About the Book
In The Crisis of Liberalism: Prelude to Trump, Fred Siegel leverages New York City to uncover the key political conflicts and social contradictions in American liberalism over the last century. This wide-ranging collection of essays critically recounts how passionate intellectual debates and then heated cultural struggles over how to realize "the good life" in the modern city emerged from the writings of early progressive "thought leaders." Herbert Croly and H. G. Wells once envisioned college graduates as a new elite that could pick up the project of enlightened democratic governance where the European aristocracy had failed. Yet, as Eric Hoffer observed, these graduates left top-notch schools as liberal technocrats wanting "power, lordship, and opportunities for imposing action."
The flaws in this approach expressed themselves most floridly in John Lindsay's New York, as his activist top-level experts and their many bottom-tier clients aligned themselves against the material aspirations and cultural values of the five boroughs' middle social strata. Lindsay's flashy limousine liberals were a preview of today's politically correct gentry liberalism. Its cultural programs over the past half-century, as Siegel shows, ultimately failed the downtrodden underclass and alienated middle-class New Yorkers trapped in economic stagnation after 9/11. While Hillary Clinton and Barack Obama sparred over policy minutiae in the heated 2008 Democratic Party primaries, both candidates neglected voters' worries, like illegal immigrants or China's emerging threats. This misdirection of the nation's and the city's politics by globalist technocratic liberals became the prelude to Donald Trump's angry nationalist reaction to put "America First."
“Fred Siegel is the last of the New York intellectuals and a prescient observer of the American political and intellectual scene. Whether Siegel is writing about New York politics, the impact of rioting on cities, the origins of the ‘top-down’ political coalition created by ‘gentry liberals,’ or the roots of liberals’ disdain for the middle class, these essays are deeply relevant to understanding the turbulence and divisions that plague our nation today.”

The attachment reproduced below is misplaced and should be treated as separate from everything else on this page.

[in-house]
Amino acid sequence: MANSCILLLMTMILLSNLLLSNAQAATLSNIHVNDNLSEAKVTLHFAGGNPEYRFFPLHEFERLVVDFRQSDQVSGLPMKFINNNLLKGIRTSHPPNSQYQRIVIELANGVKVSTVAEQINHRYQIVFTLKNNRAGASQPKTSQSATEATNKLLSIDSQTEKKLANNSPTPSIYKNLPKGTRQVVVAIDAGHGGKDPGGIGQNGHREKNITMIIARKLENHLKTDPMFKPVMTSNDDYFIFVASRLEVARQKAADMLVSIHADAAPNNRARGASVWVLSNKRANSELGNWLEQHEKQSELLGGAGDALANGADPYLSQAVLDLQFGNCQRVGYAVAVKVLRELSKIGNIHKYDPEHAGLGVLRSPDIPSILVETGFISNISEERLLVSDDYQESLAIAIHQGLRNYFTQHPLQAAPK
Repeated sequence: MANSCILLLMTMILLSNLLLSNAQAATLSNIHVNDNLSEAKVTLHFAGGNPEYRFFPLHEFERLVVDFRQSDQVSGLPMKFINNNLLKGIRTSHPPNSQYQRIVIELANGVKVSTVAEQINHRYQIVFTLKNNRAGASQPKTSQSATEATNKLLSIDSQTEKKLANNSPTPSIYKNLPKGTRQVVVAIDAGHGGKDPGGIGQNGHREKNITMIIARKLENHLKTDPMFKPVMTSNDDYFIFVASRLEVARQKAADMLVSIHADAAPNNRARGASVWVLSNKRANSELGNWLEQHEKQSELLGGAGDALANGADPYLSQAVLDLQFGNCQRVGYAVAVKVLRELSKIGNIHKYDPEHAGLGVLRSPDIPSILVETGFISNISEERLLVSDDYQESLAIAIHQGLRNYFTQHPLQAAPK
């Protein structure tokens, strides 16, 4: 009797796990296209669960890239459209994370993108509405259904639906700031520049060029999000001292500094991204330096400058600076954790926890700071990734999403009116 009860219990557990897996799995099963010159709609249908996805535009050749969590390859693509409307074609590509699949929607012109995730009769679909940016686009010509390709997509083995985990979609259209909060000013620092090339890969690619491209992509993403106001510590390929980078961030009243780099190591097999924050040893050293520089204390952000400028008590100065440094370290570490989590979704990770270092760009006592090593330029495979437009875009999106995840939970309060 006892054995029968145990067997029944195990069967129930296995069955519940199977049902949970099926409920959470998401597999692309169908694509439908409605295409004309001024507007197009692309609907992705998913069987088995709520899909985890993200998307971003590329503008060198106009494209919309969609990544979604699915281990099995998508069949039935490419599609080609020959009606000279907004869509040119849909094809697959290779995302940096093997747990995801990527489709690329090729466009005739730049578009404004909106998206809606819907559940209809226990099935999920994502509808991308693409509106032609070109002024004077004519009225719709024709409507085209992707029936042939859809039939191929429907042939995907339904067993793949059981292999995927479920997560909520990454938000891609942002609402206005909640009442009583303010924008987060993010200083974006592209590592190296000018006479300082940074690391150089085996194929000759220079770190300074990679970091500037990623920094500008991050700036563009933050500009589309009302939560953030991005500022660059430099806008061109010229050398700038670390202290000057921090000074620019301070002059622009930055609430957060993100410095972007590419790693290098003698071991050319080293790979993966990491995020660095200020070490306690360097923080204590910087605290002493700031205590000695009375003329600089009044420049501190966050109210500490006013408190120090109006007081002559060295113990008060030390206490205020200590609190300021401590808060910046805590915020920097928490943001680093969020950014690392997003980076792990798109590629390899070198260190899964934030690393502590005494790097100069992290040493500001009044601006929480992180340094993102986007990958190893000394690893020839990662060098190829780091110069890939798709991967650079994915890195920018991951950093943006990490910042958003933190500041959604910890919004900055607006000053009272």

—Vincent J. Cannato, author of The Ungovernable City: John Lindsay and His Struggle to Save New York
“Whether he’s deep-diving into the intellectual origins of modern American liberalism or bemoaning the destruction of his favorite Brooklyn restaurant in the New York riots of 1977, Fred Siegel’s work has a punchy, streetwise authority, born of academic knowledge and commonsense experience. Taken together, this collection of Siegel’s best essays and articles is a magisterial overview of the radical impulses and feckless politics that upended so much of American life in the 1960s and 1970s—only to emerge in toxic new forms today. If history doesn’t repeat itself, Siegel’s work shows us how it rhymes.”
—E. J. McMahon, Senior Fellow, Empire Center for Public Policy
“Fred Siegel shows how progressive politics has turned into a partnership of the wealthy with (some of) the poor, while they both hold the middle and working classes in contempt. He explains how limousine liberals have come to treat good governance by elite experts as superior to self-government by the voters they call deplorable, and he traces how liberalism has come to this impasse through his astute analyses and insightful prose. Beautifully written, this book takes you on a guided tour through a century of American intellectual history and the politics of New York City, ground zero for progressive planning.”
—Russell A. Berman, Walter A. Haas Professor in the Humanities, Stanford University
About the Author
Fred Siegel is a senior fellow at the Manhattan Institute and a City Journal contributing editor. He taught history and humanities at The Cooper Union for Science and Art for 30 years. Since his retirement he has been a Scholar in Residence at St. Francis College in Brooklyn. He is best known for The Prince of the City: Giuliani, New York, and the Genius of American Life (2005) and The Revolt against the Masses: How Liberalism has Undermined the Middle Class(2015).
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